# How does one formulate continuous probabilities/pdfs?

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Discrete examples are easy enough. Toss a coin, 1/2, toss a die, 1/6.

Continuous examples, Probability of a nucleus decaying during observation, 1-exp(-λt), Probability of a neutron moves x without interaction, exp(-Σx), where Σ can be assumed to be the inverse of the mean free path i.e. the distance a neutron travels without interaction on average.

My point is that I don't really have an idea as to how these continuous probabilities are derived. Any assistance?

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15 minutes ago, random_soldier1337 said:

My point is that I don't really have an idea as to how these continuous probabilities are derived. Any assistance?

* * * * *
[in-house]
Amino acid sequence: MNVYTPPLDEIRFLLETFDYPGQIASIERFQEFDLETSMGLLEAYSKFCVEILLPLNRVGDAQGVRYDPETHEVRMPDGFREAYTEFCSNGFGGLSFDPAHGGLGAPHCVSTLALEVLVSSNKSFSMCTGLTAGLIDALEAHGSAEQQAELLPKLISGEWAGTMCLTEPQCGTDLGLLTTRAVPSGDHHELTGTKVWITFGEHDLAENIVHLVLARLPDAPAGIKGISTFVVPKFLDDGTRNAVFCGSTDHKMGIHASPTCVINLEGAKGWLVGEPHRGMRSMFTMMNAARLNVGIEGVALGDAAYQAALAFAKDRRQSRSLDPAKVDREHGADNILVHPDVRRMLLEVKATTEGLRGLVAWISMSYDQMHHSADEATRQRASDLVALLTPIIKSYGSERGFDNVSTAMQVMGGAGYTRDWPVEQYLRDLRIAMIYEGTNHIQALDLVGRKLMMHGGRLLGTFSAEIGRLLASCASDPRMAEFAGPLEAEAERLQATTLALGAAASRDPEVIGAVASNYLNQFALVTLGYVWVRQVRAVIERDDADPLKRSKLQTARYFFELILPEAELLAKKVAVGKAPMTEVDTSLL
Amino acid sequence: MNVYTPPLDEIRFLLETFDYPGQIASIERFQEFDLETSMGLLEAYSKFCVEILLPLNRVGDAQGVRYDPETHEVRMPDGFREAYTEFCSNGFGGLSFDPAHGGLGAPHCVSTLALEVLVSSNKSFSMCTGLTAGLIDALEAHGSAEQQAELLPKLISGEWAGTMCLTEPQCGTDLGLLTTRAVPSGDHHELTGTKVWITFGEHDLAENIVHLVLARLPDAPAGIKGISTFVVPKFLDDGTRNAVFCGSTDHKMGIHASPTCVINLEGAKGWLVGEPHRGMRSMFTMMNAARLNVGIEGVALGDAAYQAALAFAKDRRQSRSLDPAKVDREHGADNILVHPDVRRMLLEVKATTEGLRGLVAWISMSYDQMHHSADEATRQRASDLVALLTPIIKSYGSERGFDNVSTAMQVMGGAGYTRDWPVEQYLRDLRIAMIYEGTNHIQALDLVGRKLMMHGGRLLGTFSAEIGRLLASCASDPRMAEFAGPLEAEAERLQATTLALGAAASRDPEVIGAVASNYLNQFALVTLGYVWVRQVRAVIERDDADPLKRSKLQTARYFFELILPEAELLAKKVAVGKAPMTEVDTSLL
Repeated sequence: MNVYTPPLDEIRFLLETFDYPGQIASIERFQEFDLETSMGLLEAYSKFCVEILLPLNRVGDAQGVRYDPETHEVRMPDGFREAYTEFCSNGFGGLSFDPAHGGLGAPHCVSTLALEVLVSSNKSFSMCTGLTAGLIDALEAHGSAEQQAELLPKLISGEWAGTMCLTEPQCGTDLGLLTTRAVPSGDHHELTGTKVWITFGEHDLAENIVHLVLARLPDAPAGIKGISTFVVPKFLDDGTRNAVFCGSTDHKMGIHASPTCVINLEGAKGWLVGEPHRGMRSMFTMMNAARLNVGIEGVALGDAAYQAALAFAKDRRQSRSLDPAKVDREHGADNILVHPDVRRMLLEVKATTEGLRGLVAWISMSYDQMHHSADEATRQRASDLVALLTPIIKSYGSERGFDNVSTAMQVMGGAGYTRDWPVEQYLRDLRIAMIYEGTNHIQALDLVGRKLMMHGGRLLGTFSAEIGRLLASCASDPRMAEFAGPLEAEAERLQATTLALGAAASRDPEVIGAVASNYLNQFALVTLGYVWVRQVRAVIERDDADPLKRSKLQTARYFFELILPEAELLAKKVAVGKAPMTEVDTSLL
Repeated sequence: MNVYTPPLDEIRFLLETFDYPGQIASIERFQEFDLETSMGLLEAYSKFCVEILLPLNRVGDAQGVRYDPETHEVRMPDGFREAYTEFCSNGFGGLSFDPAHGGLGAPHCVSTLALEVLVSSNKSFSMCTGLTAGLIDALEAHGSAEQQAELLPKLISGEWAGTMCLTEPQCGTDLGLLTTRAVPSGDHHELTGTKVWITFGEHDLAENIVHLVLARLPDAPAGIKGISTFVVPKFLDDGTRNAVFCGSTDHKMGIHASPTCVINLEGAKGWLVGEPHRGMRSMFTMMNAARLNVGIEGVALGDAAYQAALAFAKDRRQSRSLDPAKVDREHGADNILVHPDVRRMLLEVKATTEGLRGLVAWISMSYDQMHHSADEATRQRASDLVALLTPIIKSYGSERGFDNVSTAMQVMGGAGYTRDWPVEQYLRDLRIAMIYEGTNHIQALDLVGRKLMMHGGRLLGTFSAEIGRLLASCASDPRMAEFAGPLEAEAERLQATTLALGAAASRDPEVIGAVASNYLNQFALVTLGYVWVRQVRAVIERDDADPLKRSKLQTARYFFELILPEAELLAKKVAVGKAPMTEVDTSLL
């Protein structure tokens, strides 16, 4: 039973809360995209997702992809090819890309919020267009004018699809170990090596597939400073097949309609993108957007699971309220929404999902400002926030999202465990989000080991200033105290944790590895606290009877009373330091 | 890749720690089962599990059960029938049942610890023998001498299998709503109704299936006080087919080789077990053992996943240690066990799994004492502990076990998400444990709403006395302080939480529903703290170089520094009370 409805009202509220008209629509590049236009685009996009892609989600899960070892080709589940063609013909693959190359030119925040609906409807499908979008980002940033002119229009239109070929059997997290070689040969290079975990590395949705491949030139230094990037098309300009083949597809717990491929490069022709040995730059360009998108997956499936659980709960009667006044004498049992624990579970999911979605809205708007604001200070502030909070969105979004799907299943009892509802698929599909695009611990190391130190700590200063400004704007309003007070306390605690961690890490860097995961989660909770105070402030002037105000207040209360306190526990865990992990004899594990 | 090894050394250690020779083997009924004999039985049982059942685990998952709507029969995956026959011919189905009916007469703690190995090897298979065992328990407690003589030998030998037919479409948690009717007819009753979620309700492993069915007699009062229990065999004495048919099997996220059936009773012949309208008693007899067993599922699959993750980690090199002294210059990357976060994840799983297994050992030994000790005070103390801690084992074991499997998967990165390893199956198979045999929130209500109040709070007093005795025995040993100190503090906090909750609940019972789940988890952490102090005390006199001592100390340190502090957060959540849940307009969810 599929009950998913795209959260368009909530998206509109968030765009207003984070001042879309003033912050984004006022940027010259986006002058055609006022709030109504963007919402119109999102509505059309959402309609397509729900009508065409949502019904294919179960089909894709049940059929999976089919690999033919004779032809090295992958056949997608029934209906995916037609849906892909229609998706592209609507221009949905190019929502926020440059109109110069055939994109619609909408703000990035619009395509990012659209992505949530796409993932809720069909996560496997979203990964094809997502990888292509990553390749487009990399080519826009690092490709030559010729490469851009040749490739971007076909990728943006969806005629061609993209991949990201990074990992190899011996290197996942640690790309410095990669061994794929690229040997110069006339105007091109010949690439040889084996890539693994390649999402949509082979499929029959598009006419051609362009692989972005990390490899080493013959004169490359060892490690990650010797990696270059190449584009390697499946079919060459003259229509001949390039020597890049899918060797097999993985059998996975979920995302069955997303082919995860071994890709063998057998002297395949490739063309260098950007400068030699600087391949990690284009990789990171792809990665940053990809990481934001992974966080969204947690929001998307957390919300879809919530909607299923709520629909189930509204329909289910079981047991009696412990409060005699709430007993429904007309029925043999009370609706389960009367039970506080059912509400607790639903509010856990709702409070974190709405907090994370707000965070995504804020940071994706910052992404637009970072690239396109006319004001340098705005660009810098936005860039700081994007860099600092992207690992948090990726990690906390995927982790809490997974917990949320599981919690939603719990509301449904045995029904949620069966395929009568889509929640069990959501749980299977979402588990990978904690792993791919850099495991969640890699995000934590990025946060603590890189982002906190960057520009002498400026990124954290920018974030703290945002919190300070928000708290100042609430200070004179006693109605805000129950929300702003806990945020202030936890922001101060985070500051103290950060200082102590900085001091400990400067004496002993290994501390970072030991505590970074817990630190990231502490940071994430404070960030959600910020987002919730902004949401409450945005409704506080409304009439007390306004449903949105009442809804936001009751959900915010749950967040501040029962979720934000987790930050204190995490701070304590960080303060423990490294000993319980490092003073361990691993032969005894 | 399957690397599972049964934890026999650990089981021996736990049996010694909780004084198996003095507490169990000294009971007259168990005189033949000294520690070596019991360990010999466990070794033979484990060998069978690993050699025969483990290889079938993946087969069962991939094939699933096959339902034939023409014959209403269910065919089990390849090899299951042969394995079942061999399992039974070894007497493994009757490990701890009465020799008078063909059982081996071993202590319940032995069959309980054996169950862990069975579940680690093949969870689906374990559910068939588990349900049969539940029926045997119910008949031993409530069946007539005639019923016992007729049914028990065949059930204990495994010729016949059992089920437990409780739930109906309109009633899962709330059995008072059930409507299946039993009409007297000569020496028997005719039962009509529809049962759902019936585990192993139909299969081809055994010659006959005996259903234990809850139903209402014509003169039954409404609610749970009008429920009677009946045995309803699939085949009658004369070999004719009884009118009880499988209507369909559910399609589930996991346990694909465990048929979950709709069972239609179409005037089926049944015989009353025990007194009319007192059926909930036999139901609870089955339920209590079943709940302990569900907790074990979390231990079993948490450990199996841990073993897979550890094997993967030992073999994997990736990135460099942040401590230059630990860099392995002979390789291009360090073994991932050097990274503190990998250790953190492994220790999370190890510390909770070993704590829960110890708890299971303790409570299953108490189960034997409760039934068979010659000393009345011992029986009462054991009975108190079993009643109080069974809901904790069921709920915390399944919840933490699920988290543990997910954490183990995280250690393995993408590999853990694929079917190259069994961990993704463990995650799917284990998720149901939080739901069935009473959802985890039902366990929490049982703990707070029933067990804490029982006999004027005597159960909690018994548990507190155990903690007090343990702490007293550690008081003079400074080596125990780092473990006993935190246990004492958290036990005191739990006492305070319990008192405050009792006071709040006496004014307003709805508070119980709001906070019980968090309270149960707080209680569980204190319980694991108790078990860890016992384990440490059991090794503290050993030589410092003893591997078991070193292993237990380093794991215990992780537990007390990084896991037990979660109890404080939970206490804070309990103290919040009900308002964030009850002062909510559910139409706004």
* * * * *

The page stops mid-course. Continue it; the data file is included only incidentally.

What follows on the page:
What does the probability tell you?

Why is the probability of getting heads in a coin flip one half and what does that mean?

Once you have this clear you can move on to probabilities of continuous distributions.

Edited by studiot

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Well in the case of the coin it tells me that there are 2 random events that can happen when I flip a coin. The chance that one or the other takes place is 1/2 under the assumption both sides are affected by the same unbiased factors.

Now, taking for example the probability of a nucleus decaying, I know that the number of nuclei in a sample N = Noexp(-λt), where No is the initial amount. Looking at the probability of a nucleus decaying another way, I could put it as 1-N/No. I'm not really sure I understand. 1- the percentage of nuclei remaining at a given time gives me the probability?

EDIT: Or do you mean to say that they are derived by observation and large sample sizes of a phenomenon?

Edited by random_soldier1337